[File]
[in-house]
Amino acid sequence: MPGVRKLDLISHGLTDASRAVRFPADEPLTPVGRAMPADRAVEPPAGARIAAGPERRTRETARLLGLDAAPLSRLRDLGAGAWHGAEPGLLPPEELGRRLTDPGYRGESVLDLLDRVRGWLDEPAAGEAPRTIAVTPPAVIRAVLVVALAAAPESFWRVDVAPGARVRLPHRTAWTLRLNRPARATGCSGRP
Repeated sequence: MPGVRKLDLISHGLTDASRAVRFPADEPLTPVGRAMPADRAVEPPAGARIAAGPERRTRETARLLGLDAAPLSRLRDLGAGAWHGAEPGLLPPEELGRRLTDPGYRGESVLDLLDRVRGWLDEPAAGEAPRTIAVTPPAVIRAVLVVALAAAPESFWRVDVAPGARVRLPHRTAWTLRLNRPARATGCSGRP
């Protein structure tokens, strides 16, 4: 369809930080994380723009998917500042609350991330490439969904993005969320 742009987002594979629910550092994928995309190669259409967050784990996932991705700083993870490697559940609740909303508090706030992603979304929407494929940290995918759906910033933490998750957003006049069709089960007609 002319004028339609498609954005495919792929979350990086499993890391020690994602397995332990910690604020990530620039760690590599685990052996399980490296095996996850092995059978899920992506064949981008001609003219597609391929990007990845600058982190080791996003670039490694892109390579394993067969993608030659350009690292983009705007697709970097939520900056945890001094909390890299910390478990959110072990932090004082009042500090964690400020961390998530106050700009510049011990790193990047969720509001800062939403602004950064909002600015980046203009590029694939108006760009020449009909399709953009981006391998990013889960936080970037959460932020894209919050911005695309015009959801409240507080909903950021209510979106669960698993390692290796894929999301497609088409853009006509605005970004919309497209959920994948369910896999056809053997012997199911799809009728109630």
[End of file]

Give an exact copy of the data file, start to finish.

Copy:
[in-house]
Amino acid sequence: MPGVRKLDLISHGLTDASRAVRFPADEPLTPVGRAMPADRAVEPPAGARIAAGPERRTRETARLLGLDAAPLSRLRDLGAGAWHGAEPGLLPPEELGRRLTDPGYRGESVLDLLDRVRGWLDEPAAGEAPRTIAVTPPAVIRAVLVVALAAAPESFWRVDVAPGARVRLPHRTAWTLRLNRPARATGCSGRP
Repeated sequence: MPGVRKLDLISHGLTDASRAVRFPADEPLTPVGRAMPADRAVEPPAGARIAAGPERRTRETARLLGLDAAPLSRLRDLGAGAWHGAEPGLLPPEELGRRLTDPGYRGESVLDLLDRVRGWLDEPAAGEAPRTIAVTPPAVIRAVLVVALAAAPESFWRVDVAPGARVRLPHRTAWTLRLNRPARATGCSGRP
């Protein structure tokens, strides 16, 4: 369809930080994380723009998917500042609350991330490439969904993005969320 742009987002594979629910550092994928995309190669259409967050784990996932991705700083993870490697559940609740909303508090706030992603979304929407494929940290995918759906910033933490998750957003006049069709089960007609 002319004028339609498609954005495919792929979350990086499993890391020690994602397995332990910690604020990530620039760690590599685990052996399980490296095996996850092995059978899920992506064949981008001609003219597609391929990007990845600058982190080791996003670039490694892109390579394993067969993608030659350009690292983009705007697709970097939520900056945890001094909390890299910390478990959110072990932090004082009042500090964690400020961390998530106050700009510049011990790193990047969720509001800062939403602004950064909002600015980046203009590029694939108006760009020449009909399709953009981006391998990013889960936080970037959460932020894209919050911005695309015009959801409240507080909903950021209510979106669960698993390692290796894929999301497609088409853009006509605005970004919309497209959920994948369910896999056809053997012997199911799809009728109630």